I have programmed is 40-50 different programming languages and have even
built my own compilers with lex & yacc. I learned programming by first
learning machine language from the circuit diagrams of an IBM 1401. Then I
learned assembler (AUTOCODER). It has given me a fundamental training that
I don't see today.
BTW the worst language that I ever worked on was CAS 50. This is the
microcode for the IBM 360-50. The instructions were 109 bits long. This
was a fully encoded microword and each contained up to 23 different
instructions from an asymmetric set of about 2000 instructions. When you
coded a specific function the results may not complete for 3-4 machine
cycles. You had to start the operation in advance so that you could use the
results in a later instruction. 20 fingers and toes were not enough to keep
track of all the registers, the mover, the adder, 32 bit busses, 4 bit
busses, latches, memory write and reads. (All memory reads were destructive
so you had to write the data back to memory).
From: Lars Marius Garshol [mailto:firstname.lastname@example.org]
Sent: Wednesday, March 14, 2001 11:22 PM
To: Unicode List
Subject: Re: Again sorry to talk about APL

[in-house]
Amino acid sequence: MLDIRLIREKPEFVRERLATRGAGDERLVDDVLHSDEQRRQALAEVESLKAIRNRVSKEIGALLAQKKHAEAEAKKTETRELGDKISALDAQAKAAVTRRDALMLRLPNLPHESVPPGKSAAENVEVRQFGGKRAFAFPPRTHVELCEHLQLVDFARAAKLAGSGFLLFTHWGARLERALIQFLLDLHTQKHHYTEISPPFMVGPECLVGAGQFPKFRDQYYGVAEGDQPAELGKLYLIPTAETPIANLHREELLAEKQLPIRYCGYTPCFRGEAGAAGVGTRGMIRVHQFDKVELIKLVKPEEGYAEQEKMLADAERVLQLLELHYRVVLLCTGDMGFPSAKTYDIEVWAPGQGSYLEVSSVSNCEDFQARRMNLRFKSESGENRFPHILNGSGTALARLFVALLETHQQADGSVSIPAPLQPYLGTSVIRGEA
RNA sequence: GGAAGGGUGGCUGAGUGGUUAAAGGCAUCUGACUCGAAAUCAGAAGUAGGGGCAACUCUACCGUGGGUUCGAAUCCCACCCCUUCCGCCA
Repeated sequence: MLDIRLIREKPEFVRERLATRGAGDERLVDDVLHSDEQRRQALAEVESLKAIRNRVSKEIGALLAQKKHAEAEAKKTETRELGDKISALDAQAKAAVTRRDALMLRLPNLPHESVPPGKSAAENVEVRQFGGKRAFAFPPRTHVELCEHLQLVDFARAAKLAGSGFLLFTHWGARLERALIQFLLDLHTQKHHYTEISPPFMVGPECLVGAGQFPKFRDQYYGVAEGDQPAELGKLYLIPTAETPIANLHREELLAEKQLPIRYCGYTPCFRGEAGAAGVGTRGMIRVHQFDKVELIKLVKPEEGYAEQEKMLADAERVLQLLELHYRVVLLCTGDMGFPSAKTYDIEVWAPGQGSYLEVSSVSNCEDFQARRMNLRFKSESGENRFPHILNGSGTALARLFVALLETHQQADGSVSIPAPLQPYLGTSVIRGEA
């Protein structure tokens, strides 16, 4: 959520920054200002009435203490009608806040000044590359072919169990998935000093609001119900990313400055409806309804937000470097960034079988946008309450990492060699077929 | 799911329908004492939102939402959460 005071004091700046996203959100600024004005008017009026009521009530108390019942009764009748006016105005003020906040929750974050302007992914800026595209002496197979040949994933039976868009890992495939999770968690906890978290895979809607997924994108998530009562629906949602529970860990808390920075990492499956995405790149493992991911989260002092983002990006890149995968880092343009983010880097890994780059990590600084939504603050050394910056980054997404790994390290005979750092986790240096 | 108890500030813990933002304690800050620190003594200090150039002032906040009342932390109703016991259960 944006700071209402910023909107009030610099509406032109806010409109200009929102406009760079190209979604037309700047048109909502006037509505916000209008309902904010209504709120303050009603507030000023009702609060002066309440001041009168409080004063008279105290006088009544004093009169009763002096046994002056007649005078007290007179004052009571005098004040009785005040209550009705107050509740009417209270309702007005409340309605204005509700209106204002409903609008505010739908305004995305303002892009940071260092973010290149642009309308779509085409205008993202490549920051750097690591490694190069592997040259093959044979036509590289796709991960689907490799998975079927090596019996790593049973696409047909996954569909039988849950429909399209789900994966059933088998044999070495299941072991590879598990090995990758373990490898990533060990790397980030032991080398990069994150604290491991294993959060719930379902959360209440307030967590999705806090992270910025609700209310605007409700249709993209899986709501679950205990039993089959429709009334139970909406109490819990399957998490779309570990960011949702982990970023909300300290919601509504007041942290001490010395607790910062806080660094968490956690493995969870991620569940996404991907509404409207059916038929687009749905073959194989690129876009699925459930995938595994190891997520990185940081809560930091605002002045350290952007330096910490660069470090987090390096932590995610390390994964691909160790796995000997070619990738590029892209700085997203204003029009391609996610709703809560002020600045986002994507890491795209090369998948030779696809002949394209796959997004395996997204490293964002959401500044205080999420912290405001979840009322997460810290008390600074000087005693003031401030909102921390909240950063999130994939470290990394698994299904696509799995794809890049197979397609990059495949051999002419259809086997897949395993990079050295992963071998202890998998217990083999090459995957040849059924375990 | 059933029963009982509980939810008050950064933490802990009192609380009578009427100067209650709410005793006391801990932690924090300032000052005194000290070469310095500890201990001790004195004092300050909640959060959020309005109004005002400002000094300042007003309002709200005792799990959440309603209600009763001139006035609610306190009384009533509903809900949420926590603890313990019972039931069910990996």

* Dan Kolis
| APL and LISP are the deviants in expecting programs to be like
| mathematics and aspire to goals like provability;
Lisp is indeed a deviant among programming languages, but not in any
of the ways you suggest. The really sad thing about it is that nobody
seems to be able to say anything about it that is correct.
| Why not try teaching LISP as a first computer language?
Many universities do, using Scheme. It seems to work very well. Perhaps
in part because they get to use what many call the best book on
progrmaming ever written.
<URL: http://www-mitpress.mit.edu/sicp/sicp.html >
| Dan [off topic pretty far, I'd say] Kolis
Same goes for me, but it drives me nuts to see people always repeating
the same myths about Lisp. Apologies in advance.
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